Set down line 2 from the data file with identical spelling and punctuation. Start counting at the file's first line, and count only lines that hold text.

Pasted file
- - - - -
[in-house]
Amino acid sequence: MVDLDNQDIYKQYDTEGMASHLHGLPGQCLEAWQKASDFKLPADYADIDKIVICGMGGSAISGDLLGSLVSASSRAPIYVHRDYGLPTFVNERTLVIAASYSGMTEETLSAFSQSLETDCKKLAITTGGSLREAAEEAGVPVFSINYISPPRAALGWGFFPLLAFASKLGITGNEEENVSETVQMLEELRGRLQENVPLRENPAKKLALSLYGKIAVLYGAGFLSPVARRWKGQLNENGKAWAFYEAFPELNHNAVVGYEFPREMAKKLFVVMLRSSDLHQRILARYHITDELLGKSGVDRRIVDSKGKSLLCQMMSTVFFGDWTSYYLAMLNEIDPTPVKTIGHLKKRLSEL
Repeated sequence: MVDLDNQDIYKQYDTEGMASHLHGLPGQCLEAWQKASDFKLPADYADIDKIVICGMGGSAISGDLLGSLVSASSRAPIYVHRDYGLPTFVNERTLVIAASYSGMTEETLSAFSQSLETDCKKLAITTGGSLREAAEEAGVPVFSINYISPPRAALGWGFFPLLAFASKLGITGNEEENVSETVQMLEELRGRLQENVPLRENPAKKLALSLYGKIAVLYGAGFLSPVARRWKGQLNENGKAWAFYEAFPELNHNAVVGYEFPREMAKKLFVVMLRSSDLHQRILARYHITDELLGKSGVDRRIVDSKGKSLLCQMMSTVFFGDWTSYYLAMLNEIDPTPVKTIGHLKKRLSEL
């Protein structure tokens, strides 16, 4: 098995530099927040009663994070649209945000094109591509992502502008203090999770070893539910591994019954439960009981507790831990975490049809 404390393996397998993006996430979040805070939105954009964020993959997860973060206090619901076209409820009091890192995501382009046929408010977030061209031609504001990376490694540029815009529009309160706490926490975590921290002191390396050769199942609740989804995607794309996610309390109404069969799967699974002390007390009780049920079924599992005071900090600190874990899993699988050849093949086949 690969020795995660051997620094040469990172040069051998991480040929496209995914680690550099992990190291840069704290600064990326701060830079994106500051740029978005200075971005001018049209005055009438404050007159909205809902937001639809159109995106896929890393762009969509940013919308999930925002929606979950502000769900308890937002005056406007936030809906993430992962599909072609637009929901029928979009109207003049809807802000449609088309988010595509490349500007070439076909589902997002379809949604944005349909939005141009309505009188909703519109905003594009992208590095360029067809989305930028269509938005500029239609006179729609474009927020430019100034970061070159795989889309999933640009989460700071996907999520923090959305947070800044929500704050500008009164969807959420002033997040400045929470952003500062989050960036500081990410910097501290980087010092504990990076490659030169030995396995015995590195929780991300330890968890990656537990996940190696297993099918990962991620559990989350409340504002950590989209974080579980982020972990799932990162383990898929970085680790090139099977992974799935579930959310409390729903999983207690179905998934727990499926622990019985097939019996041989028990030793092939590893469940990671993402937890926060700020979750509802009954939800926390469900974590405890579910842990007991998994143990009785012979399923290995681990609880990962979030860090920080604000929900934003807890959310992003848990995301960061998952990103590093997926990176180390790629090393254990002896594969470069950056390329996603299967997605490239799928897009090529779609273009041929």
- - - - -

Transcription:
Amino acid sequence: MVDLDNQDIYKQYDTEGMASHLHGLPGQCLEAWQKASDFKLPADYADIDKIVICGMGGSAISGDLLGSLVSASSRAPIYVHRDYGLPTFVNERTLVIAASYSGMTEETLSAFSQSLETDCKKLAITTGGSLREAAEEAGVPVFSINYISPPRAALGWGFFPLLAFASKLGITGNEEENVSETVQMLEELRGRLQENVPLRENPAKKLALSLYGKIAVLYGAGFLSPVARRWKGQLNENGKAWAFYEAFPELNHNAVVGYEFPREMAKKLFVVMLRSSDLHQRILARYHITDELLGKSGVDRRIVDSKGKSLLCQMMSTVFFGDWTSYYLAMLNEIDPTPVKTIGHLKKRLSEL